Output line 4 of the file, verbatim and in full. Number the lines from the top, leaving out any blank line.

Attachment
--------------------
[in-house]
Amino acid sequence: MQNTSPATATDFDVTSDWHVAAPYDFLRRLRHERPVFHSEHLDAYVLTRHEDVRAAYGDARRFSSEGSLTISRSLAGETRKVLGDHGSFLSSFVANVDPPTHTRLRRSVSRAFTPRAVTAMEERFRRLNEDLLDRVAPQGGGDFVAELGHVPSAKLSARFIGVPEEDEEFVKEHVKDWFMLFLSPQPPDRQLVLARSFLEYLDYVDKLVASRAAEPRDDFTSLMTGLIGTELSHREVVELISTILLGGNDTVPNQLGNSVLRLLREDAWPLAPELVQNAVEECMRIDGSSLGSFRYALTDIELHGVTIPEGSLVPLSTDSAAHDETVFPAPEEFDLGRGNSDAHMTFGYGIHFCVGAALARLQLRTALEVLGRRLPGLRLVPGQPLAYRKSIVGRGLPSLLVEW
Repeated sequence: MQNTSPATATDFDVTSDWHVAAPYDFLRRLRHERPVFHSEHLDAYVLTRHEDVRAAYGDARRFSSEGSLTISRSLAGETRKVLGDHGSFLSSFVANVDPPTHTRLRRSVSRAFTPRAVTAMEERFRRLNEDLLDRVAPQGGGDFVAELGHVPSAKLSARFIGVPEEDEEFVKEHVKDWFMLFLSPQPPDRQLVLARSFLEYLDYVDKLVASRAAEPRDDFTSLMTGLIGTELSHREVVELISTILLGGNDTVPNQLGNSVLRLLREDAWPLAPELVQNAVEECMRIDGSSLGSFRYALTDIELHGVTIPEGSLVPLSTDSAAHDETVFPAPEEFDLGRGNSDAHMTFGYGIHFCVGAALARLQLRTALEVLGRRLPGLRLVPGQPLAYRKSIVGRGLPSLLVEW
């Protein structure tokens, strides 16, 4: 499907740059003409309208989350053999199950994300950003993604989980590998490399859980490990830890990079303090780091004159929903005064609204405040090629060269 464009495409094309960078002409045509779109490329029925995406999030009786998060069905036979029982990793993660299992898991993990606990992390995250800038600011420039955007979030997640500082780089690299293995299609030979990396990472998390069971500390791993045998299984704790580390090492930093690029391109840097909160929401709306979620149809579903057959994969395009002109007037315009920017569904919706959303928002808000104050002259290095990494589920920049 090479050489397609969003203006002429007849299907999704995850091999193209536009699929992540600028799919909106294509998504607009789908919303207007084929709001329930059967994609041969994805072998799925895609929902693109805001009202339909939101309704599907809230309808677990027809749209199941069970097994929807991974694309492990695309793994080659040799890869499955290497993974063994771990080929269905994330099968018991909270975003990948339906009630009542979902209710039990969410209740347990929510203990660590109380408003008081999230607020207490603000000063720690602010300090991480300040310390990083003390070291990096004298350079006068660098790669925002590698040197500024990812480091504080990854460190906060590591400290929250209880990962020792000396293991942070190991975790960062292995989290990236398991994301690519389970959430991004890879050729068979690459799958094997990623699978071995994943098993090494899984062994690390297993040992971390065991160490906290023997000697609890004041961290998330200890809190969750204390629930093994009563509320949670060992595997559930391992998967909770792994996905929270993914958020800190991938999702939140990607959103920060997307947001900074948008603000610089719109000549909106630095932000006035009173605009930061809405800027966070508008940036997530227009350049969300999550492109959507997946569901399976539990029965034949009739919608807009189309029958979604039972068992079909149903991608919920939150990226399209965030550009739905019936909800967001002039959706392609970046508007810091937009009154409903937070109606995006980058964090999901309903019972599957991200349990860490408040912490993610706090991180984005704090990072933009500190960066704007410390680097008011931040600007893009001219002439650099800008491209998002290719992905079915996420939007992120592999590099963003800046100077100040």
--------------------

């Protein structure tokens, strides 16, 4: 499907740059003409309208989350053999199950994300950003993604989980590998490399859980490990830890990079303090780091004159929903005064609204405040090629060269 464009495409094309960078002409045509779109490329029925995406999030009786998060069905036979029982990793993660299992898991993990606990992390995250800038600011420039955007979030997640500082780089690299293995299609030979990396990472998390069971500390791993045998299984704790580390090492930093690029391109840097909160929401709306979620149809579903057959994969395009002109007037315009920017569904919706959303928002808000104050002259290095990494589920920049 090479050489397609969003203006002429007849299907999704995850091999193209536009699929992540600028799919909106294509998504607009789908919303207007084929709001329930059967994609041969994805072998799925895609929902693109805001009202339909939101309704599907809230309808677990027809749209199941069970097994929807991974694309492990695309793994080659040799890869499955290497993974063994771990080929269905994330099968018991909270975003990948339906009630009542979902209710039990969410209740347990929510203990660590109380408003008081999230607020207490603000000063720690602010300090991480300040310390990083003390070291990096004298350079006068660098790669925002590698040197500024990812480091504080990854460190906060590591400290929250209880990962020792000396293991942070190991975790960062292995989290990236398991994301690519389970959430991004890879050729068979690459799958094997990623699978071995994943098993090494899984062994690390297993040992971390065991160490906290023997000697609890004041961290998330200890809190969750204390629930093994009563509320949670060992595997559930391992998967909770792994996905929270993914958020800190991938999702939140990607959103920060997307947001900074948008603000610089719109000549909106630095932000006035009173605009930061809405800027966070508008940036997530227009350049969300999550492109959507997946569901399976539990029965034949009739919608807009189309029958979604039972068992079909149903991608919920939150990226399209965030550009739905019936909800967001002039959706392609970046508007810091937009009154409903937070109606995006980058964090999901309903019972599957991200349990860490408040912490993610706090991180984005704090990072933009500190960066704007410390680097008011931040600007893009001219002439650099800008491209998002290719992905079915996420939007992120592999590099963003800046100077100040």